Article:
I don’t want to go. I want to stay home. But I want to see my friend. I wish I could visit for a day, but it too far of a drive. I wish I could stay in a hotel where it would be easier to rest, but that’s not in my budget. I wish I was health, but that’s just not my reality.

She’s told me several times that the kids are really excited to see me. She’s asked what I’d like to eat while I visit. She’s a great cook, and does a wonderful job of making gluten-free foods that I can eat (while also avoiding all of my other trigger foods.) We’ve decided that I will go out with her and the kids either in the morning or in the afternoon each day, but not both. We’ve learned that I can’t handle both. We have it all planned out. But I’m still nervous.

I tried asking myself, “What’s the worst that could happen?” Well, that’s a bad question to ask. I know what could happen. I remember when I visited last winter and I was so sick that first night. Like, the maybe-it-would-be-easier-if-I’d-just-die kind of sick. It was horrible. I’ve felt that way before, but dealing with it in someone else’s home was so much worse. Of course, that’s not the worst, but it’s the most likely. And I can’t stand the thought of it.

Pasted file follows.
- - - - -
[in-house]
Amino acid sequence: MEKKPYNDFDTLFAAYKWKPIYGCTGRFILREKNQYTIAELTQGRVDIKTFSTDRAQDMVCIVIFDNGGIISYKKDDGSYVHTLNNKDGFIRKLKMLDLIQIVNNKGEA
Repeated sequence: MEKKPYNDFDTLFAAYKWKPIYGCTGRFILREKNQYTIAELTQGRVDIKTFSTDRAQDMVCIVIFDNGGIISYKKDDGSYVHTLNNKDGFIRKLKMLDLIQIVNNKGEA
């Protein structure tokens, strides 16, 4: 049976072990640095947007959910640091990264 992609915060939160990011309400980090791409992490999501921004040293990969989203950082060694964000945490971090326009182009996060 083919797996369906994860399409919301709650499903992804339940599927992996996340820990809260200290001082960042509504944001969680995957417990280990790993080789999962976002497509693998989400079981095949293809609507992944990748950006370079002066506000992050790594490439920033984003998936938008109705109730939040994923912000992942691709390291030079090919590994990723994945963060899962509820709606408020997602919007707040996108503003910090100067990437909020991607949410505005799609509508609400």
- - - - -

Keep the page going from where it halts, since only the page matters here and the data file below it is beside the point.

It’s almost noon and I’m still in my pajamas. I need to shower, get dressed, eat lunch, pack up my bag, then drive. That will use up most of my energy for the day. And then there’s dinner with the family and 3 kids all wanting my attention at once because I haven’t seen them in months.

I love them. I really do. And I’d love to see them. But I don’t want to go.

Does this sound familiar to you? Please share your experiences with this kind of thing.

P.S. Yes, I have the option of not going. But I want to see my friend and her family. So I’ll go. But I’ve promised myself that if it’s too much, I’ll leave a day or two early. I just hope tonight is ok….

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13 Responses to Trying not to chicken out